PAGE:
Commentary

Jim Rice: role model or curmudgeon?

Originally Published: August 24, 2009
By Jim Caple | Page 2

Jim Rice told Little Leaguers not to use today's players as role models: "You see a Manny Ramirez, you see an A-Rod, you see Jeter … Guys that I played against and with, these guys you're talking about cannot compare. … We didn't have the baggy uniforms. We didn't have the dreadlocks. It was a clean game, and now they're setting a bad example for the young guys."

Rice elaborates in a exclusive Page 2 interview …


Nothing personal against those disgraceful, greedy, overpaid, sloppy, cheating, steroid-abusing, drug-addicted, long-haired, baggy-pants, dreadlocked, egotistical, pantywaist, loudmouth, halitosis-ridden, no-talent bush-league losers, but we were just a whole lot better in my day. And when I say better, I mean on the field and off, athletically and morally. That's not just my opinion, it's a true fact that you could verify on Wikipedia or at our team reunions.

[+] EnlargeJim Rice and Bud Selig
AP Photo/Mike GrollIs it possible Jim Rice and Bud Selig could be sharing a laugh about Robin Yount's jockstrap?

Look at Jeter. He calls himself a shortstop, but he couldn't carry Robin Yount's jockstrap. I mean that literally. Robin wore the biggest jockstrap in history -- it looked like he had an army helmet inside his pants. But it didn't slow him down a bit. He covered so much ground Bud Selig frequently went without a third baseman or a left fielder to cut down on salaries.

Not that we gave a damn about the money anyway. We would have played for free, and a lot of us did. Sure, the owners sent us paychecks, but that doesn't mean we actually cashed them. I remember when Fred Lynn and I were rookies in 1975. The first payday we got our checks and didn't know whether to deposit them in a bank or a credit union. We asked Carl Yastrzemski, and he spit in our faces and ripped up our checks into a million pieces. He made a point to do that every payday until the All-Star break. And we deserved it. Back in those days, you didn't talk to a veteran until you had at least three full seasons in or 100 career home runs, and even then the only thing you said would be "Excuse me for breathing so much oxygen yesterday." But today's generation? They come into their first spring training and will walk right up to you and ask for your wife's cell phone number. Maybe I'm a crazy old man, but I call that a lack of respect.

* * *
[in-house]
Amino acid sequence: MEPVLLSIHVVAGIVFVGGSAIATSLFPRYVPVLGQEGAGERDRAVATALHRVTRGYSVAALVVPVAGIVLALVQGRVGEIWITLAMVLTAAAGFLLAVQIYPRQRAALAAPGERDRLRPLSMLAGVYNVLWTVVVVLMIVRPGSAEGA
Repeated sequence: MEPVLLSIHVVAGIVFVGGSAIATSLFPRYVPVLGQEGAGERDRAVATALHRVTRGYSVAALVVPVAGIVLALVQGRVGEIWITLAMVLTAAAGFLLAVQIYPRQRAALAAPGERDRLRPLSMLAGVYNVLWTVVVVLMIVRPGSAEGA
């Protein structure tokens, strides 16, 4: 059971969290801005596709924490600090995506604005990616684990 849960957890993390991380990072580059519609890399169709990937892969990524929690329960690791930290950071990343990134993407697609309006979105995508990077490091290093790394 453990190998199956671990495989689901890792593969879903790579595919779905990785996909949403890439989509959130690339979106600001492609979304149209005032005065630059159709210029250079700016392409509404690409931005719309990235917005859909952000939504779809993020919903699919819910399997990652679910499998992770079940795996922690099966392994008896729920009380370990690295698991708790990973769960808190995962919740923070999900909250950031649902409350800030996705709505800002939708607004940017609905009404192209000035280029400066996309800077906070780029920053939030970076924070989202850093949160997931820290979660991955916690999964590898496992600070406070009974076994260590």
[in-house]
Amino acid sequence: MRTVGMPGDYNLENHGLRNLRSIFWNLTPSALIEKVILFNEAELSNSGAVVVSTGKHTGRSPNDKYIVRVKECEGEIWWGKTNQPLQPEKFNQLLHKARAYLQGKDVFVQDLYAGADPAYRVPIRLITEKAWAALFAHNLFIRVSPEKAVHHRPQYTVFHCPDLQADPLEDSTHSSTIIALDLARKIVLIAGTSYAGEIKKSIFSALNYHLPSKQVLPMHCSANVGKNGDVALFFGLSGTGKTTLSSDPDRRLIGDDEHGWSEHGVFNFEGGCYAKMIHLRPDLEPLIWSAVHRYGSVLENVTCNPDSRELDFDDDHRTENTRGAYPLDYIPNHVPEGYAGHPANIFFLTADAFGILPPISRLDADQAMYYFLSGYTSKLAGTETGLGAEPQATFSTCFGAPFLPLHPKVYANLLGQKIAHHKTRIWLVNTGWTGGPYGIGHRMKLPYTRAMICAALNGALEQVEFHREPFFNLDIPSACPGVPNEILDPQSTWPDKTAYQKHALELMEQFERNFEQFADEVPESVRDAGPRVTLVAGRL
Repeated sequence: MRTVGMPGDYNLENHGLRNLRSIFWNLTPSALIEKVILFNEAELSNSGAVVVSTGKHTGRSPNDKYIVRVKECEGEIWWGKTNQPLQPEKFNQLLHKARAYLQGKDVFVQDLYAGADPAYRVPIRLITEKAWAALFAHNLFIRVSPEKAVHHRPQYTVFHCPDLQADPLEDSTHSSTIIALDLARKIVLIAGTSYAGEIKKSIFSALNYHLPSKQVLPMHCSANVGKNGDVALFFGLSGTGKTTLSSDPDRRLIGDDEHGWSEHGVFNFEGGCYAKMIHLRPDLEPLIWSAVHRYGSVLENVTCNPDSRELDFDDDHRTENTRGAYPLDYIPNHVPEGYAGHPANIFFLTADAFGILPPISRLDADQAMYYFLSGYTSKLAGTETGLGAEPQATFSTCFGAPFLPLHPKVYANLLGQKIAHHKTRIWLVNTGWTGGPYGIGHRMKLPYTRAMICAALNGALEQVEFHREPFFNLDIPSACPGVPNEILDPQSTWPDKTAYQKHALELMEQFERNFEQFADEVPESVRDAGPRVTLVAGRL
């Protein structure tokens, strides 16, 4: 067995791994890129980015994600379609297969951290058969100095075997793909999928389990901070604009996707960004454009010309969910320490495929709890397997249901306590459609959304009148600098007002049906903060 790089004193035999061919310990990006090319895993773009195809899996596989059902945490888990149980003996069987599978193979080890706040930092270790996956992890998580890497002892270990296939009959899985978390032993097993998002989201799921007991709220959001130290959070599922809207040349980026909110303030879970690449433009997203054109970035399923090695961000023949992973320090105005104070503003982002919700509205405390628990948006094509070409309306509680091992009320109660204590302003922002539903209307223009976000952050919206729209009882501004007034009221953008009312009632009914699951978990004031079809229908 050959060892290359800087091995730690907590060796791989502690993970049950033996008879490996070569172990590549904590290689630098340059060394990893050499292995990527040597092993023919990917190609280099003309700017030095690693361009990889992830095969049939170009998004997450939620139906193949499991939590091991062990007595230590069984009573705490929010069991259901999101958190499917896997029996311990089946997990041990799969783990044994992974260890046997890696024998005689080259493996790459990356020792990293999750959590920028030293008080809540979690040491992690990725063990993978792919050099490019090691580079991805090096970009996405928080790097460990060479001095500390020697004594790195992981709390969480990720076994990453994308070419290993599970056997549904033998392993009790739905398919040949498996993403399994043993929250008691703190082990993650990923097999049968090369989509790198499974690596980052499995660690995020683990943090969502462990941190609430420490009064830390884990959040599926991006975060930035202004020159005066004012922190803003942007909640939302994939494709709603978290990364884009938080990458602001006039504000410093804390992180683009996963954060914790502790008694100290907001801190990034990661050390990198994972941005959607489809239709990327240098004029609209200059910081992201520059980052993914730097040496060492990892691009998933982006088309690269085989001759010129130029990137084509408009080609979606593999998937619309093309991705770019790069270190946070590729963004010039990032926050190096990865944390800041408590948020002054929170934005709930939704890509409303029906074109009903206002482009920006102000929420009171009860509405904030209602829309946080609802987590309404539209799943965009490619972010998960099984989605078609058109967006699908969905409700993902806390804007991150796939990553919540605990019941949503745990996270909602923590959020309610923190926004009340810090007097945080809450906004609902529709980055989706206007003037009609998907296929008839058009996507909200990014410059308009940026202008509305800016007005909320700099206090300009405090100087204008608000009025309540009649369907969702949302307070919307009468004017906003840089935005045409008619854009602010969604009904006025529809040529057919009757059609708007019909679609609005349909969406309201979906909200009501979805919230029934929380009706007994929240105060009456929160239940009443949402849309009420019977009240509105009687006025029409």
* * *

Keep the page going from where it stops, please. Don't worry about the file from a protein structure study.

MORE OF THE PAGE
But people misunderstood me when I said we played a clean game. They thought I was talking about steroids. I wasn't. I meant that the game was clean because we tidied up after ourselves. For instance, we didn't spit our tobacco juice on the dugout floor -- we swallowed it. Sure, you vomited it back up the first couple dozen times, but eventually your stomach got conditioned and you could swallow three entire tins of Skoal. But today's players? Please. Look at how their batting helmets are coated in pine tar. Disgusting. We would never have tolerated that. They didn't call Brooks Robinson the Human Vacuum Cleaner just because he could field every ground ball on the East Coast; they called him that because he was a neat freak. He picked up every hot dog wrapper and beer cup that blew onto the field. The Baltimore infield was always spotless when Brooks was there. But we were all like that back then. It's why we started wearing batting gloves. It wasn't to protect our hands, it was to keep the bat clean.

That's all I meant when I said we played a clean game. But I could also have been talking about steroids, which we never used -- heck, I wouldn't even eat spinach after I saw what an unfair performance enhancer it was for Popeye. We never used them because that would have been unethical, impure and a sham. And we also never used them because we didn't need them. We were already so strong from working on the farm and in the steel mills and raising barns in the offseason that we could hit the ball 600 feet, 700 feet, a thousand feet. I hit a couple clear over the Charles River every season.

We would have hit a lot more home runs, but the pitchers were just too good. Nolan Ryan's changeup was clocked at 120 -- and that was on the slow gun. The pitchers didn't need to be babied with pitch counts, either. Back then, they pitched every other day in three-man rotations and stayed sharp by soaking their arms in buckets of horse urine between starts. I know, because Yaz made me drink some for looking at him the wrong way before a game my rookie year.

But try telling any of that to A-Rod or Manny and they won't believe you. Hell, they won't even listen. I talked to Manny one entire afternoon, but I found out later he never heard a word I said because he was listening to music on his iPod.

I don't know what it was, but knowing today's generation, it wouldn't surprise me if it was that rock 'n' roll.

Jim Caple is a senior writer for ESPN.com.

Jim Caple | email

Senior Writer, ESPN.com

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